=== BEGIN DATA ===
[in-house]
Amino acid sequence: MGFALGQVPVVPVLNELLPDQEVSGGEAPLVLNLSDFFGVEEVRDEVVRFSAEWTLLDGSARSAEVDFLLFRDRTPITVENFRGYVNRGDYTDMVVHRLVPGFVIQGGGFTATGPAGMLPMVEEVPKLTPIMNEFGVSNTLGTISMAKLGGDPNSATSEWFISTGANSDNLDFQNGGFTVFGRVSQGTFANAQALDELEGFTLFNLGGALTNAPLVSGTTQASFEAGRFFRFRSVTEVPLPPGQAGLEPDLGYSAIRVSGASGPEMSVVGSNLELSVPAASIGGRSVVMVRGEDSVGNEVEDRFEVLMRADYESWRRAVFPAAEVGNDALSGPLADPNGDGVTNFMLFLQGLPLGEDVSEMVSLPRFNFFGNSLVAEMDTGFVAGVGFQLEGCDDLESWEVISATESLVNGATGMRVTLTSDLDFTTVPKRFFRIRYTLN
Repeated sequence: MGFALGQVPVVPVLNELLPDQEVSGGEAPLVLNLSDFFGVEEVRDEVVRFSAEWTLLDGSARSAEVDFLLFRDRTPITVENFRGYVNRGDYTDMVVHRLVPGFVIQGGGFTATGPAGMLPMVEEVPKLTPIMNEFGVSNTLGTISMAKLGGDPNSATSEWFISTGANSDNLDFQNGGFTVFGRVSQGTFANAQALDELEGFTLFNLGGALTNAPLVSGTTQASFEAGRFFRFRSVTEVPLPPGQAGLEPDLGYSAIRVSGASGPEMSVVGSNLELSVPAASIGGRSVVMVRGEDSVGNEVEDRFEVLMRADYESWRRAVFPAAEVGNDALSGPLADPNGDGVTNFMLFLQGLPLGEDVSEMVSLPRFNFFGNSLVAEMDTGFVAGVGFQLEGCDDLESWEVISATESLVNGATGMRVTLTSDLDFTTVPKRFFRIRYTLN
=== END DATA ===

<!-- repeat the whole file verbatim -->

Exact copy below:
[in-house]
Amino acid sequence: MGFALGQVPVVPVLNELLPDQEVSGGEAPLVLNLSDFFGVEEVRDEVVRFSAEWTLLDGSARSAEVDFLLFRDRTPITVENFRGYVNRGDYTDMVVHRLVPGFVIQGGGFTATGPAGMLPMVEEVPKLTPIMNEFGVSNTLGTISMAKLGGDPNSATSEWFISTGANSDNLDFQNGGFTVFGRVSQGTFANAQALDELEGFTLFNLGGALTNAPLVSGTTQASFEAGRFFRFRSVTEVPLPPGQAGLEPDLGYSAIRVSGASGPEMSVVGSNLELSVPAASIGGRSVVMVRGEDSVGNEVEDRFEVLMRADYESWRRAVFPAAEVGNDALSGPLADPNGDGVTNFMLFLQGLPLGEDVSEMVSLPRFNFFGNSLVAEMDTGFVAGVGFQLEGCDDLESWEVISATESLVNGATGMRVTLTSDLDFTTVPKRFFRIRYTLN
Repeated sequence: MGFALGQVPVVPVLNELLPDQEVSGGEAPLVLNLSDFFGVEEVRDEVVRFSAEWTLLDGSARSAEVDFLLFRDRTPITVENFRGYVNRGDYTDMVVHRLVPGFVIQGGGFTATGPAGMLPMVEEVPKLTPIMNEFGVSNTLGTISMAKLGGDPNSATSEWFISTGANSDNLDFQNGGFTVFGRVSQGTFANAQALDELEGFTLFNLGGALTNAPLVSGTTQASFEAGRFFRFRSVTEVPLPPGQAGLEPDLGYSAIRVSGASGPEMSVVGSNLELSVPAASIGGRSVVMVRGEDSVGNEVEDRFEVLMRADYESWRRAVFPAAEVGNDALSGPLADPNGDGVTNFMLFLQGLPLGEDVSEMVSLPRFNFFGNSLVAEMDTGFVAGVGFQLEGCDDLESWEVISATESLVNGATGMRVTLTSDLDFTTVPKRFFRIRYTLN